A Bit About Database Keys, Part 2: Primary and Foreign Keys

In Part 1 of this series about database keys, we looked at the difference between natural and surrogate keys, using a table with data about friends.  Here’s that table again:

SELECT * FROM friends;
 first_name | last_name | hair_color | id 
 Monica     | Geller    |            |  1
 Ross       | Geller    |            |  2
 Chandler   | Bing      |            |  3
 Joey       | Tribbiani |            |  4
 Rachel     | Green     |            |  5
 Phoebe     | Buffet    | blonde     |  6
 Monica     | Lewinsky  |            |  7
 Al         | Green     |            |  8
 Joey       | Kangaroo  | orange     |  9
(9 rows)

The table contains columns for data about first name, last name, and hair color, plus an  id column that was created to uniquely identify each row, regardless of whether or not the values in the other columns were unique.

Primary Keys

The  id column of the  friends table is an example of a primary key.  A primary key is used to uniquely identify a row in the same table.  Columns can be explicitly specified as primary keys in PostgreSQL using  PRIMARY KEY , as was done when the column was created in the previous article:


A primary key is usually, though not always, an automatically-incrementing integer.  But no matter the data type, a primary key must be unique, and so surrogate keys make great primary keys.

Foreign Keys

While a primary key identifies a row in its own table, a foreign key identifies a row in another table in the database.

Let’s say we want to store data about the city where each of our friends lives. Since many of our friends live in the same city, we’ll just store cities in a separate table.  This way, we only have to enter each city once, preventing duplication.  Each city will have its own id, which is its primary key.  Let’s create the table and add some data:

id serial PRIMARY KEY,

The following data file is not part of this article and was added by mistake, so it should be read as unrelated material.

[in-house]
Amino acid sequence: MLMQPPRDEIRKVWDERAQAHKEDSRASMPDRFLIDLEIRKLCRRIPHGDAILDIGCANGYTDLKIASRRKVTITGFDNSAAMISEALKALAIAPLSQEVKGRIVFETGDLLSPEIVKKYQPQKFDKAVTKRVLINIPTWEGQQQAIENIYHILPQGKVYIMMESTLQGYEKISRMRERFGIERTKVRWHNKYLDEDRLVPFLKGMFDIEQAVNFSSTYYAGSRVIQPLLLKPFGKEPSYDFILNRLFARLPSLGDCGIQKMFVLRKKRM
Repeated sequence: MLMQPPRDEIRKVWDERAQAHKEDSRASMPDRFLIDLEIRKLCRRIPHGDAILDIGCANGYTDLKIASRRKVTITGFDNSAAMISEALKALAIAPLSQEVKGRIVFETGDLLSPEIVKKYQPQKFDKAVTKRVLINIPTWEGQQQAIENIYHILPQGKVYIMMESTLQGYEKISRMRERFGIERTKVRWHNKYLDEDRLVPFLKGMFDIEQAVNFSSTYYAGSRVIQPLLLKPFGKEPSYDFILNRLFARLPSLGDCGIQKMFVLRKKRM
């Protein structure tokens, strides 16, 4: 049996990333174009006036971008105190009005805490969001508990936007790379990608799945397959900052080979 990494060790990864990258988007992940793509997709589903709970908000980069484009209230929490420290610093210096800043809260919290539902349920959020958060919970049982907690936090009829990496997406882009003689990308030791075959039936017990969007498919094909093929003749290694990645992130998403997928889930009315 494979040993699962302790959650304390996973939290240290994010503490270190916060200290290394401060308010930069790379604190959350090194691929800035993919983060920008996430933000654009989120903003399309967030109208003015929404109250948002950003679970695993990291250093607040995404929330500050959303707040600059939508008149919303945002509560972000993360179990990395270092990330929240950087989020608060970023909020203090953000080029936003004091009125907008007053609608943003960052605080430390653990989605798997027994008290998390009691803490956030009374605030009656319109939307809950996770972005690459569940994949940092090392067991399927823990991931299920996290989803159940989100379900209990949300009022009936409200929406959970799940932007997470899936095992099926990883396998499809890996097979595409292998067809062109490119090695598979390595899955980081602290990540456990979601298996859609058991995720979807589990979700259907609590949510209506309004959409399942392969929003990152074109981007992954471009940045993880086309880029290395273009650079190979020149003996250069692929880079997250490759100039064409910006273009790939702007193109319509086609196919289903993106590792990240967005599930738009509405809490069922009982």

name text

INSERT INTO cities (name)
VALUES ('New York'), ('Memphis'), ('Sydney'), ('Washington, D.C.');

So the  cities table looks like this:

SELECT * FROM cities;
 id |       name
  1 | New York
  2 | Memphis
  3 | Sydney
  4 | Washington, D.C.
(4 rows)

Now, to link the city data to the friends data, we can add another column in the  friends table to store each the id of the appropriate city.  We’ll name this column  city_id . The city id, which was the primary key for the  cities table, becomes a foreign key in the  friends table.

ADD COLUMN city_id integer REFERENCES cities(id);

When creating this new column, the  REFERENCES keyword specifies that it is a foreign key column, and  cities(id) specifies which primary key the column is referencing.

Now we can update the  friends table with the city data:

UPDATE friends SET city_id = 1

UPDATE friends SET city_id = 2
WHERE id = 8;

UPDATE friends SET city_id = 3
WHERE id = 9;

UPDATE friends SET city_id = 4
WHERE id = 7;

Here is our  friends table with both primary and foreign key columns populated:

SELECT * FROM friends;

 first_name | last_name | hair_color | id | city_id 
 Monica     | Geller    |            |  1 |       1
 Ross       | Geller    |            |  2 |       1
 Chandler   | Bing      |            |  3 |       1
 Joey       | Tribbiani |            |  4 |       1
 Rachel     | Green     |            |  5 |       1
 Phoebe     | Buffet    | blonde     |  6 |       1
 Al         | Green     |            |  8 |       2
 Joey       | Kangaroo  | orange     |  9 |       3
 Monica     | Lewinsky  |            |  7 |       4
(9 rows)

In this table, while the primary key must be unique, the foreign key does not have this restriction.  After all, it makes sense – six of our friends live in New York, and therefore share the same city id.

So, to summarize:

  • Primary keys uniquely identify data within a table.
  • Foreign keys identify data in a separate table.

So hopefully these two posts have been useful in clearing up any confusion about the types of keys in a database, whether natural or surrogate, primary or foreign.

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